Adam Thurman reminds us that people get involved and excited about passion, not cynicism.
The Americans for the Arts ArtsBlog had a salon this week on the Common Core standards and integrating arts into the curriculum. Many interesting posts for those doing arts education.
Over at Parabasis, the Dangerous Myth of the Individual Artist. I think I’m going to use his post as a jumping off point for one of my own. Money quote:
I really do feel that the myth of the individual artist is seriously damaging to our creative capacity and our humanity. People deny the influences that helped birth them, screw over their collaborators, and tell obviously BS stories to create a myth about themselves. And one of the reasons why people do this is that we want to believe that the individual is the core unit of creating art. But even in art with only one person's name on it, that's simply untrue.
A frickin’ fantastic post by Polly Carl called “Truthiness in the Politics of Theatre”. Incredibly thought provoking and well-worth the read. Just a taste:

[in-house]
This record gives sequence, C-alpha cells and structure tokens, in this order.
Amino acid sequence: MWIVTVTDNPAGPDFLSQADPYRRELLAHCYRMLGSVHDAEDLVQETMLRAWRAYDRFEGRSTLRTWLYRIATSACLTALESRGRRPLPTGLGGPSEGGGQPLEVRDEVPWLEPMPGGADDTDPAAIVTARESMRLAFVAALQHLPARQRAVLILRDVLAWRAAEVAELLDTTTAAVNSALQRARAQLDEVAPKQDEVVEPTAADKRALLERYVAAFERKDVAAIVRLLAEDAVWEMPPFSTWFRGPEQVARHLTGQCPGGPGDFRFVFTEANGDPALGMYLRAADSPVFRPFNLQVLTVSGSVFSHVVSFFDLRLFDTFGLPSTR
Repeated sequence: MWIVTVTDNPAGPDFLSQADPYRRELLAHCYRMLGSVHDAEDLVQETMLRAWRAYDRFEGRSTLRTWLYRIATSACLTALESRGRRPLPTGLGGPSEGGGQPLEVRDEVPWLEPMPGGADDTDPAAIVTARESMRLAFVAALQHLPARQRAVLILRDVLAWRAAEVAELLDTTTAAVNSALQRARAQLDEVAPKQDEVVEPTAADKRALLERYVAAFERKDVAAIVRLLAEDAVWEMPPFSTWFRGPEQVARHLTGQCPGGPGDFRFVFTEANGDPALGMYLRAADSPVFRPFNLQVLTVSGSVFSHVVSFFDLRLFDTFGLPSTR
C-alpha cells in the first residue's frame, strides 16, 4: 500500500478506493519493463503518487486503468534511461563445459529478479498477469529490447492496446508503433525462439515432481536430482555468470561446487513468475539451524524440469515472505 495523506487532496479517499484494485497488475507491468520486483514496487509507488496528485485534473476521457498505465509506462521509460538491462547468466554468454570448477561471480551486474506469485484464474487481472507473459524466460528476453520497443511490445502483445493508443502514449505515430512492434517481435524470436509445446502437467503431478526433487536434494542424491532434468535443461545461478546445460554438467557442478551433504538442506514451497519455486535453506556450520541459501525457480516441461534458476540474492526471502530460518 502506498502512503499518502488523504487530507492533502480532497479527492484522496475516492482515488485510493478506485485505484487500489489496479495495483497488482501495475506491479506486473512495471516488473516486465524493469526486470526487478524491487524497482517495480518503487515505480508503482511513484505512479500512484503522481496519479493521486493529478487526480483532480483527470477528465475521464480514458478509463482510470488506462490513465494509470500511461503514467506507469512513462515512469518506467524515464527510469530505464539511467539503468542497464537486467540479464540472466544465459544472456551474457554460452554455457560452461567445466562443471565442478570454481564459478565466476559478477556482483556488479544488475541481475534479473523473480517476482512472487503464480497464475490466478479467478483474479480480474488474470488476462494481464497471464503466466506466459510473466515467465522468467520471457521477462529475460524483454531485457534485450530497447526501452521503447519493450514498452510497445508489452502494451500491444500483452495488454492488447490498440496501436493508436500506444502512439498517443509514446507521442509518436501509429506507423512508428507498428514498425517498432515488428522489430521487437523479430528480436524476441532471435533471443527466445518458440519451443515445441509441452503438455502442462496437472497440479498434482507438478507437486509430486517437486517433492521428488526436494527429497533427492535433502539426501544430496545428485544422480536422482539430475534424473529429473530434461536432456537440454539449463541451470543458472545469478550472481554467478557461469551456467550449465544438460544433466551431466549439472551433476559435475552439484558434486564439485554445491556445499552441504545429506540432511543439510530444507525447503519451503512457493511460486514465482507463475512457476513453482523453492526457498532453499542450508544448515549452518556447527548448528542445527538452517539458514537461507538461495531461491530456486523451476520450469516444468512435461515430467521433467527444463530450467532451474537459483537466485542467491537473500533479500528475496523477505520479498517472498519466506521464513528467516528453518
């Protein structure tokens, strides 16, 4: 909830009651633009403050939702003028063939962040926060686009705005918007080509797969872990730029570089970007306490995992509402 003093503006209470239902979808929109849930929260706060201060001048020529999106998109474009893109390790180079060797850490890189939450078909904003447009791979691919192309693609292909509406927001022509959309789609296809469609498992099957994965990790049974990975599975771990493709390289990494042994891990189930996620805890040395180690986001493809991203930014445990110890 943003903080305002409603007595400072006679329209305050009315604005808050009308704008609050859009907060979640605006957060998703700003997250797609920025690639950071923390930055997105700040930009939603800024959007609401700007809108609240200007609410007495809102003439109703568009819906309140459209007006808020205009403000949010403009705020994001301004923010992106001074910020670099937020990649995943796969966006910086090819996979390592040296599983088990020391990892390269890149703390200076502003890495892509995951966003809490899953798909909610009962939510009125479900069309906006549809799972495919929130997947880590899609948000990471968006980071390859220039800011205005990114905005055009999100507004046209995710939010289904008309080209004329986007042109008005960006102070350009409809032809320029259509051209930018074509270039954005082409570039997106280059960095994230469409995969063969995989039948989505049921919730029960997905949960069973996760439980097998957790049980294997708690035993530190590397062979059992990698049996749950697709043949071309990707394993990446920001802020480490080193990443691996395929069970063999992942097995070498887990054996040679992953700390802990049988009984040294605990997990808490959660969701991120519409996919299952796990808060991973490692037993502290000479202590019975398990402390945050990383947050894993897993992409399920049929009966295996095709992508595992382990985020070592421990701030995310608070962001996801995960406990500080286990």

Our problem with straightforward communication has everything to do with how good we are at producing stories, at weaving those tiny multiple threads on our stages. We understand in the very fabric of our DNA as theater practitioners what Foucault is saying—that the more successful the production can persuade and convince, the more power we have to not only get our audiences to return for the next production and maybe even donate to our theater, but the more power we have to shape the country we want to live in. My concern is that our producing acumen is causing us to believe our own spin and to lose sight of what values must lie beneath our productions.
A great article in The Nation about one of my favorite choreographers, Paul Taylor.
A Huffington Post column on how dance fits into the arts and senses.
Isherwood takes on movie musicals, finding, of course, the stage versions to have more tension and texture, as well as intimacy.